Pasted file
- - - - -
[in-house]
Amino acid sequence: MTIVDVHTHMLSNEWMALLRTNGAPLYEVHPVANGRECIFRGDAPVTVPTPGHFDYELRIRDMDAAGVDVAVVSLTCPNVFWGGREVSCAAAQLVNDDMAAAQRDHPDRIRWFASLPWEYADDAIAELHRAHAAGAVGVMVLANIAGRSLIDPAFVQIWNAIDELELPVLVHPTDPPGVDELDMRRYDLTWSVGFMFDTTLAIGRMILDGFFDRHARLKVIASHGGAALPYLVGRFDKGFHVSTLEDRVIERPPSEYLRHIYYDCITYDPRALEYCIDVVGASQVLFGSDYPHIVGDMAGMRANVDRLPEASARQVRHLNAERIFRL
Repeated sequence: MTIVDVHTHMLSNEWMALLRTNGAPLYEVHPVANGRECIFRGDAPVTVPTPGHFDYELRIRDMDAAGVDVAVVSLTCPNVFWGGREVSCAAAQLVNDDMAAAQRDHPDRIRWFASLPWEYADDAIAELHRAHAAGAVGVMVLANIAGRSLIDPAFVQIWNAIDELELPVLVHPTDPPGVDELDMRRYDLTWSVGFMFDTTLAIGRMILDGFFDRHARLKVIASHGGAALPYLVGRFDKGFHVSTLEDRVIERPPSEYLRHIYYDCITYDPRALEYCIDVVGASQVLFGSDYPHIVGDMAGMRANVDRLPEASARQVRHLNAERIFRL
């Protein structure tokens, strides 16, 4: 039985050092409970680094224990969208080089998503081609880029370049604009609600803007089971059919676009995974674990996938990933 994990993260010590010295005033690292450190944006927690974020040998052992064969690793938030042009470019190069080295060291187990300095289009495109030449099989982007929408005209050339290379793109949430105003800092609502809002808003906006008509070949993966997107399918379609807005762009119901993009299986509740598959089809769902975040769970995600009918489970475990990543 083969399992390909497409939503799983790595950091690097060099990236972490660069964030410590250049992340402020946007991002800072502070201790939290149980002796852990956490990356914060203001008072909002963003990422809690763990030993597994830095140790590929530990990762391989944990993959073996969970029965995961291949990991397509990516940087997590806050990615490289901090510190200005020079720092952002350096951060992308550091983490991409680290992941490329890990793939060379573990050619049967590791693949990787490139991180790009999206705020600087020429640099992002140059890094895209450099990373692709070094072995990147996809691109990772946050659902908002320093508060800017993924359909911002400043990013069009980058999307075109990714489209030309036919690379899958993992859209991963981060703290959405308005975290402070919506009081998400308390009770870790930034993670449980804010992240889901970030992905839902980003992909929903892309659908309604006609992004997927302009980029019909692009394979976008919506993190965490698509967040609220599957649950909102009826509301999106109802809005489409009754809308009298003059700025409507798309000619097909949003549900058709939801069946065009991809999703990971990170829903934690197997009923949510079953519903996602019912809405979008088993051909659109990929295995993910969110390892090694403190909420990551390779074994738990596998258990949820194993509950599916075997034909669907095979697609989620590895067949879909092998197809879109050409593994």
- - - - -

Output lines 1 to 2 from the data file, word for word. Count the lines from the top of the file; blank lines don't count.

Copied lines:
[in-house]
Amino acid sequence: MTIVDVHTHMLSNEWMALLRTNGAPLYEVHPVANGRECIFRGDAPVTVPTPGHFDYELRIRDMDAAGVDVAVVSLTCPNVFWGGREVSCAAAQLVNDDMAAAQRDHPDRIRWFASLPWEYADDAIAELHRAHAAGAVGVMVLANIAGRSLIDPAFVQIWNAIDELELPVLVHPTDPPGVDELDMRRYDLTWSVGFMFDTTLAIGRMILDGFFDRHARLKVIASHGGAALPYLVGRFDKGFHVSTLEDRVIERPPSEYLRHIYYDCITYDPRALEYCIDVVGASQVLFGSDYPHIVGDMAGMRANVDRLPEASARQVRHLNAERIFRL